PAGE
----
Uganda News

The government has been encouraged to guarantee that young women are included in decision-making processes.

One of the methods to guarantee gender equality in all sectors of life is for the Ugandan government to ensure that girls and women are involved in a number of decision-making processes for the country.

Three Dutch-funded organizations, including Power to Youth Uganda, She Leads, and We Lead, told media on Thursday that there have been no purposeful attempts to ensure that women and girls participate in crucial decision-making processes, particularly those that affect them.

“This is related to patriarchal norms and culture, power relations, myths and attitudes on sexual and reproductive health and rights, gender-based violence, and HIV, all of which affect girls and young women.”

“Worsening social, political, cultural, and economic demographic indices compound these vulnerabilities,” said Dianah Nanyange, the Program Coordinator for Power to Youth.

High school dropout rates for girls and young women, as well as limited and unequal access to gender sensitive service delivery, were among the demographic characteristics she mentioned.

“In general, attitudes toward young women expressing their views are not conducive because they are deemed incapable of contributing to discussions and decisions, and as a result, their needs and demands are frequently ignored by duty bearers within their families and communities, as well as at all levels of government.”

She did observe, however, that where real participatory efforts have been implemented, the benefits of allowing young women’s voices to be heard have been evident.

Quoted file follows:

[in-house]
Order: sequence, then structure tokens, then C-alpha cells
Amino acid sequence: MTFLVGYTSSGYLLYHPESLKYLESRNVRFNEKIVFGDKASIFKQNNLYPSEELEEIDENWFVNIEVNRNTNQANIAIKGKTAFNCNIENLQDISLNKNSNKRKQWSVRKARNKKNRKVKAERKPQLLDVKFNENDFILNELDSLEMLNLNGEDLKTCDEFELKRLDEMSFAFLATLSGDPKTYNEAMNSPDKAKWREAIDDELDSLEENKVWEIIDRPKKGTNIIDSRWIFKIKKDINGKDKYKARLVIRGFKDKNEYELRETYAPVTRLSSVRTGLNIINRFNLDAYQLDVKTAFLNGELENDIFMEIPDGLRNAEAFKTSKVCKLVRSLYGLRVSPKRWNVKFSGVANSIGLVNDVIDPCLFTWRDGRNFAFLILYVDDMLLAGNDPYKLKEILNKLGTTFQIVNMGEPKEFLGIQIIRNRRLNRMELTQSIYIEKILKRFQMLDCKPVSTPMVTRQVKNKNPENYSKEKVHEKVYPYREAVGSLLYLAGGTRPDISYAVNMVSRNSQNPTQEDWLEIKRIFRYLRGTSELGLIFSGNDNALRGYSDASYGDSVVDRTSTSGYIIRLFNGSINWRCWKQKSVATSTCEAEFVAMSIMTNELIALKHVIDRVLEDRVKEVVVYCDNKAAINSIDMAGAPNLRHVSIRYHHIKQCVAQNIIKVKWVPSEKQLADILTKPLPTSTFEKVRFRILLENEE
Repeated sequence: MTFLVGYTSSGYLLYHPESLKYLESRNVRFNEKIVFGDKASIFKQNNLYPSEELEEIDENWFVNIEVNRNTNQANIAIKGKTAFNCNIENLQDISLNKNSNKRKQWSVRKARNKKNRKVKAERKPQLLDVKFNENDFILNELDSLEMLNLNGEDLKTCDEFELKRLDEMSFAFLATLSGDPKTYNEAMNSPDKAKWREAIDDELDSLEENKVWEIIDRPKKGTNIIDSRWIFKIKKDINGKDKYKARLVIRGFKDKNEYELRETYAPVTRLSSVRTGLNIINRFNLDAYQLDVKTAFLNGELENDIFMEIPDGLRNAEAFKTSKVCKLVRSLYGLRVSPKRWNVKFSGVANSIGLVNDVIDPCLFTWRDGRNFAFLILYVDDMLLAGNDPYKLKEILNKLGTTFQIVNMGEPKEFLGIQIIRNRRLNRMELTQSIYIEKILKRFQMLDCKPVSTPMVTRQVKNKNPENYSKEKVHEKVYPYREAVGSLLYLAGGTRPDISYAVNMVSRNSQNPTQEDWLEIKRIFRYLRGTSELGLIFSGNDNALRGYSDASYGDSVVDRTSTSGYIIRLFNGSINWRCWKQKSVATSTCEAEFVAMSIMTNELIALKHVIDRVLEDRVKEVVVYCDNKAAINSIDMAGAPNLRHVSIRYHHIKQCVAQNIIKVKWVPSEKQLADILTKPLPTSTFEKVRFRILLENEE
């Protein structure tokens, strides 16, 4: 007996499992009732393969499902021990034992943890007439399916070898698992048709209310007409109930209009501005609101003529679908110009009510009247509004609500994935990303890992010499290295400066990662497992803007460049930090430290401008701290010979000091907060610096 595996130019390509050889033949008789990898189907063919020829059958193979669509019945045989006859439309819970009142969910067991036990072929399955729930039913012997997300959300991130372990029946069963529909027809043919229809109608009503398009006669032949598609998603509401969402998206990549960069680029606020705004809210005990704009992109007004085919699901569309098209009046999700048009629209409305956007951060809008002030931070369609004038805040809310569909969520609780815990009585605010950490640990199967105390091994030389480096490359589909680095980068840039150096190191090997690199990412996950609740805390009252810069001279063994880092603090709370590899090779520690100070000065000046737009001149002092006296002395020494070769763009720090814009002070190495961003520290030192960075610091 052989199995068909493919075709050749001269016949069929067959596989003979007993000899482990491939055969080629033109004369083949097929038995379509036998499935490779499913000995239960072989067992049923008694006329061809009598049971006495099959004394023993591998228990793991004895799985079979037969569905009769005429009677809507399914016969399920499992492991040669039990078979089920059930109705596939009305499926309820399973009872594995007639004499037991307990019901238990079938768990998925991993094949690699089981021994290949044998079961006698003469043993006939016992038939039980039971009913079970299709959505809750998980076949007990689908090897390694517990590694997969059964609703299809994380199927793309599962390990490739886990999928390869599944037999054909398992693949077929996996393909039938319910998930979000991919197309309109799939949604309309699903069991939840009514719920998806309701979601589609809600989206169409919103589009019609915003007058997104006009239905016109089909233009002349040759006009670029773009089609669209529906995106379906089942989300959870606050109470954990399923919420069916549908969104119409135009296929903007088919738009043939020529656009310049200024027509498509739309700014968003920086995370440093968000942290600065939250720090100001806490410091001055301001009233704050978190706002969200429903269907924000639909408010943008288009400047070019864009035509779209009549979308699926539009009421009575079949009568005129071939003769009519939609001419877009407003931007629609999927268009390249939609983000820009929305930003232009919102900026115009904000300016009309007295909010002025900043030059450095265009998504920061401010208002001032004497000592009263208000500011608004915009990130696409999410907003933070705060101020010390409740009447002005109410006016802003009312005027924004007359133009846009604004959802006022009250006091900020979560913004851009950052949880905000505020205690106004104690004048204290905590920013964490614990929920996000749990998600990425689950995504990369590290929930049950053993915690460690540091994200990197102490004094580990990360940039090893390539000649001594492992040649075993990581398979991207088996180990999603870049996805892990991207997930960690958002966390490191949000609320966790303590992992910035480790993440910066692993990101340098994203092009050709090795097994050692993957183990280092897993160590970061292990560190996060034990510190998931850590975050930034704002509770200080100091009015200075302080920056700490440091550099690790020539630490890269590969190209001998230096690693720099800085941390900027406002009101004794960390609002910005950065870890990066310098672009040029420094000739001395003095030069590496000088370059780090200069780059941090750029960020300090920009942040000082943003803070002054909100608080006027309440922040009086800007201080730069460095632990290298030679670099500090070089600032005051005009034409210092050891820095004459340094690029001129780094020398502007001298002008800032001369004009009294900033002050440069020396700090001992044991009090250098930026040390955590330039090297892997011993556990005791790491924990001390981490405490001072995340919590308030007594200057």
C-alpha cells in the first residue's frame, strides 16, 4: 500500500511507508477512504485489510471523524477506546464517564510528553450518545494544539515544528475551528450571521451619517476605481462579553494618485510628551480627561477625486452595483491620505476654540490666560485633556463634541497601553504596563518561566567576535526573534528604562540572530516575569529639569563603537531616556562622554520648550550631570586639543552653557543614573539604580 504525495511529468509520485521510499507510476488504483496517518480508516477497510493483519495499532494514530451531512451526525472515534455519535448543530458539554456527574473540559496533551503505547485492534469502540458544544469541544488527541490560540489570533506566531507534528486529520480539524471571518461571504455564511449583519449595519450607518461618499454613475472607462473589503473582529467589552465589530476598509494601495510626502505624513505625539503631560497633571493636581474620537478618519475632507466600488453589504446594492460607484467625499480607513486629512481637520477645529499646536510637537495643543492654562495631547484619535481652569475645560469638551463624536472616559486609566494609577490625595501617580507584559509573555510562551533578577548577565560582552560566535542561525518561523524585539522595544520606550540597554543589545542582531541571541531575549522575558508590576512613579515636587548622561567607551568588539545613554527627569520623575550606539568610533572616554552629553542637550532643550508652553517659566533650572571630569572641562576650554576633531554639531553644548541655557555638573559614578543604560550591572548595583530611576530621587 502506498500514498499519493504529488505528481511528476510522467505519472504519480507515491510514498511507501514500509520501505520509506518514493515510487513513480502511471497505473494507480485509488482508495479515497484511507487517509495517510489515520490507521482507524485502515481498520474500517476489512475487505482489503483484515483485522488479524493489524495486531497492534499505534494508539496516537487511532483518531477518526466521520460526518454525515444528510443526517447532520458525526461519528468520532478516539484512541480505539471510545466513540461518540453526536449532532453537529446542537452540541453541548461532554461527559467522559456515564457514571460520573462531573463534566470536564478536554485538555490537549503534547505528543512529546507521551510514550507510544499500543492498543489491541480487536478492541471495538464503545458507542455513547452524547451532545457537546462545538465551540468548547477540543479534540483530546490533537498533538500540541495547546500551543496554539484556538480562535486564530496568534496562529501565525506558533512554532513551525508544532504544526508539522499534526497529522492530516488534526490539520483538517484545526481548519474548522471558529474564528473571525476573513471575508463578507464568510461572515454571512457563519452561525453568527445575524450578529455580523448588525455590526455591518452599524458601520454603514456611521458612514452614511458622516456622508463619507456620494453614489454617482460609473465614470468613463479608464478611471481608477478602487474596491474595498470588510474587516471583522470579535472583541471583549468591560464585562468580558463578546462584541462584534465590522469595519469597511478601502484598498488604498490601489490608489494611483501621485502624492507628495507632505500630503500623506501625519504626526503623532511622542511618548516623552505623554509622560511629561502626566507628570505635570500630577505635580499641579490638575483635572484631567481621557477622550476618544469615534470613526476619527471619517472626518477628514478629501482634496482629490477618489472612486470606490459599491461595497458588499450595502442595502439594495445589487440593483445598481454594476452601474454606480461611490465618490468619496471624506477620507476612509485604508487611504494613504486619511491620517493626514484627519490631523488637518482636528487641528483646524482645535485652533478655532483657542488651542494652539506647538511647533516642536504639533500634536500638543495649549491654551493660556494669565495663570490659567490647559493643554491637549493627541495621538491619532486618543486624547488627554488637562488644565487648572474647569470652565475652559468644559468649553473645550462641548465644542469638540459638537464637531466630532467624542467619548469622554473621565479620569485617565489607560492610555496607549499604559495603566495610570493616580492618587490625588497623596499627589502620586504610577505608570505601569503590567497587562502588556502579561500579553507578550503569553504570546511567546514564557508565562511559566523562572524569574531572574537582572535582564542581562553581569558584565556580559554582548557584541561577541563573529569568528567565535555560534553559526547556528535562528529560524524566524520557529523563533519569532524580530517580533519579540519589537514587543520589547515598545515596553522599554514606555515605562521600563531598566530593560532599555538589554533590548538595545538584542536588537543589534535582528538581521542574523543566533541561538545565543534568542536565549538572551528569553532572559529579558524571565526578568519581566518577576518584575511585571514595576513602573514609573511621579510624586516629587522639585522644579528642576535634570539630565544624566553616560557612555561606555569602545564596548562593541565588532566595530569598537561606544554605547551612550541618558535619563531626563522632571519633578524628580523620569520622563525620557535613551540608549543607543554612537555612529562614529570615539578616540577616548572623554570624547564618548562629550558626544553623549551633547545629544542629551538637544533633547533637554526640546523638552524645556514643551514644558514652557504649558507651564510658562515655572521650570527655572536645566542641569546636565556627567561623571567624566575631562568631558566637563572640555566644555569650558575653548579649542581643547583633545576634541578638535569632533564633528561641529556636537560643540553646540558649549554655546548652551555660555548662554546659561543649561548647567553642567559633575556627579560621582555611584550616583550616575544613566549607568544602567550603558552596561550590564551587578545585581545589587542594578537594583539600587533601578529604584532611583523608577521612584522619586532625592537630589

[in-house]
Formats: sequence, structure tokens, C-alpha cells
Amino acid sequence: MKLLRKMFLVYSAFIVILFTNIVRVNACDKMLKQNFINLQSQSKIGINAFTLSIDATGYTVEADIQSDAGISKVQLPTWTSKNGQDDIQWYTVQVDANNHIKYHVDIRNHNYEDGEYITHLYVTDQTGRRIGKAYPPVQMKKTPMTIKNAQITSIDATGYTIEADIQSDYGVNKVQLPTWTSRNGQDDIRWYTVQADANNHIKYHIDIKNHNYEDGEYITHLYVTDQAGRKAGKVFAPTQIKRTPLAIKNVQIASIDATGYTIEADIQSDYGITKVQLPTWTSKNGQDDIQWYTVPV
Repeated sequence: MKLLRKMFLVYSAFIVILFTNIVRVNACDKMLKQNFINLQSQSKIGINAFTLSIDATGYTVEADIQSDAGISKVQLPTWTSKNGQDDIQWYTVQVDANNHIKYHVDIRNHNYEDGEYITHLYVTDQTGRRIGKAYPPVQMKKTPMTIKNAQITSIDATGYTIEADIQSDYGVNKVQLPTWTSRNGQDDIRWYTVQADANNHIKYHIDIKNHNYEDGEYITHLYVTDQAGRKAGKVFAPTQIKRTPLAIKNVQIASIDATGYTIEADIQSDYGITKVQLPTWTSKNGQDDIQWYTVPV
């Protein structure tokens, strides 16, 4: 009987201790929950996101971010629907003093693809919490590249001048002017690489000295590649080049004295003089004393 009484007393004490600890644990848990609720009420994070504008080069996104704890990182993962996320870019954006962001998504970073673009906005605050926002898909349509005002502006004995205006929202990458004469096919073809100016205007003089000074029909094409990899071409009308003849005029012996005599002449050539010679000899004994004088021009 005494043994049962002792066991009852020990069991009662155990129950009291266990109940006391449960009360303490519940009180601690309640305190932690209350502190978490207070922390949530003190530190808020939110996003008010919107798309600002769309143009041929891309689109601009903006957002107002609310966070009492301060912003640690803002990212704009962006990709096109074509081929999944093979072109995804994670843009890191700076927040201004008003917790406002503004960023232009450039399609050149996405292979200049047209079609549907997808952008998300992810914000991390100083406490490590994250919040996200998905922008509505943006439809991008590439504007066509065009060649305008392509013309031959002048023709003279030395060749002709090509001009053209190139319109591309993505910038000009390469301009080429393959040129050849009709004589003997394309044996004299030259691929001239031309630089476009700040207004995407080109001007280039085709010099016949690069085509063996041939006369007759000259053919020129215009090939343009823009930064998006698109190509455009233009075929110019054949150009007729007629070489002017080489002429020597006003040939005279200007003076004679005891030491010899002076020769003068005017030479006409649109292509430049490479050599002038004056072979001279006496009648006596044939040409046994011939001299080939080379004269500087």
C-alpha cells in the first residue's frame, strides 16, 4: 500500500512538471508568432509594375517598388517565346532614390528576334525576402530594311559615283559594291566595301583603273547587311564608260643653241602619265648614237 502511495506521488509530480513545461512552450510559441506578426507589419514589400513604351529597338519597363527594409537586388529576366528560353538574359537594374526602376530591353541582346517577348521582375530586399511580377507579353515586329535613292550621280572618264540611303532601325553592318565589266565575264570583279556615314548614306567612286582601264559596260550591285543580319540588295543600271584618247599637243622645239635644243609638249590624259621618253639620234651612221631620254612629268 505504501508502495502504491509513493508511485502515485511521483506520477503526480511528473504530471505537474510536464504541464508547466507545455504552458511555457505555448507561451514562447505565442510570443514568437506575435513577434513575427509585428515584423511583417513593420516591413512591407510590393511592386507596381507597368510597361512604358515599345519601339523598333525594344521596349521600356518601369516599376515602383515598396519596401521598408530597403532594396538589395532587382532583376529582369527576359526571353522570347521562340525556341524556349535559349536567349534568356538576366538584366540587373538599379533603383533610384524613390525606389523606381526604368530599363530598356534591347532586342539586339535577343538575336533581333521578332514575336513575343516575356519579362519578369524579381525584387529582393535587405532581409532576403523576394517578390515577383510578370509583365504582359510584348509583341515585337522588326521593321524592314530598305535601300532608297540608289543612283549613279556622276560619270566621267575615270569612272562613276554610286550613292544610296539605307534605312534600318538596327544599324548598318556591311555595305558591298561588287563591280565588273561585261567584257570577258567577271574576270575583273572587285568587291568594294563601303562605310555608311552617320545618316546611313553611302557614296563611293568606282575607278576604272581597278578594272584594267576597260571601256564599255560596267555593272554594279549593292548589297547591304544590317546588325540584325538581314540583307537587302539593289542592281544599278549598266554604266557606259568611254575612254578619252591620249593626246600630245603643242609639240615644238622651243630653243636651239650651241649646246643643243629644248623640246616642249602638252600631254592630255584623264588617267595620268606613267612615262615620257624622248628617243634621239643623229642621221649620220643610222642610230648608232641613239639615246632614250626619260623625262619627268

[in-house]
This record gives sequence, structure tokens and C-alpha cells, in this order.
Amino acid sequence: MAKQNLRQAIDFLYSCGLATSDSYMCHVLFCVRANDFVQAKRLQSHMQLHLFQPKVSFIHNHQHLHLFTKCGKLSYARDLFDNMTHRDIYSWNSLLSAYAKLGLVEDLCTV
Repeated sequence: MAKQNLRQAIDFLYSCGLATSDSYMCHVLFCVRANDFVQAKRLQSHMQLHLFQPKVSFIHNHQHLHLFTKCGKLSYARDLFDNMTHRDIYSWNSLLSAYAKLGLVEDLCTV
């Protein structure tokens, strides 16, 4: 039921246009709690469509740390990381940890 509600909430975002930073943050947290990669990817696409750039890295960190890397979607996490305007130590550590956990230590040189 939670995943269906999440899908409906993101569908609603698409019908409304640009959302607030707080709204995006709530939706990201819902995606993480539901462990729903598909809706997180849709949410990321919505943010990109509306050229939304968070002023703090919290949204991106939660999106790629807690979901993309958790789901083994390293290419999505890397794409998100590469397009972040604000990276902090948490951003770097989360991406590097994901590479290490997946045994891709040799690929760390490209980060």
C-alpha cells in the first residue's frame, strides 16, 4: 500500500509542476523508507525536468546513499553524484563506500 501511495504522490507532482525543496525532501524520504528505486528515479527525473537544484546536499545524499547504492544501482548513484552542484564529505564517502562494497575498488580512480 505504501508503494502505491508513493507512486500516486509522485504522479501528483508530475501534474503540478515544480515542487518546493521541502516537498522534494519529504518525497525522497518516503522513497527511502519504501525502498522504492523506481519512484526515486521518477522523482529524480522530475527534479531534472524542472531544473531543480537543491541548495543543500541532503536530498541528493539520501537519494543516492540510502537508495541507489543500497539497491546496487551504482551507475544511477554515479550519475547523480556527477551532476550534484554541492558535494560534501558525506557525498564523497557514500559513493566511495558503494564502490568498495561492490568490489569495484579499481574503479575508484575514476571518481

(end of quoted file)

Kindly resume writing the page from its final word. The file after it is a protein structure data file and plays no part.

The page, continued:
The denial and limited measures in addressing issues impacting girls and young women, according to Nanyange, obstruct the attainment of the national development agenda and global goals.

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The three civil society organizations urged the government to invest in adolescent girls and young women in all aspects of their development, including strategic investments in health, education, and social protection programs, as well as creating an environment that promotes sexuality education and sexual reproductive health.

“To address the challenges in accessing these services, there is a need to prioritize increased coverage and access to age-appropriate, scientifically accurate, inclusive sexuality education and friendly sexual reproductive health services for all girls and boys,” Dianah Nanyange, the Programme Coordinator for Power to Youth, urged.

“Programs that keep children, particularly girls, in school and ensure that schools are secure and equitable learning environments and channels through which girls’ decision-making potentials can be cultivated” are also needed.

Government must ensure the enforcement of legislation to eradicate harmful social norms such as child marriages and female genital mutilation, according to Ngelecha Linda, a female youth from Karamoja, as well as strengthen child protection systems and promote development programs that strengthen norms and standards that eliminate discrimination based on gender, age, socioeconomic status, and disabilities.

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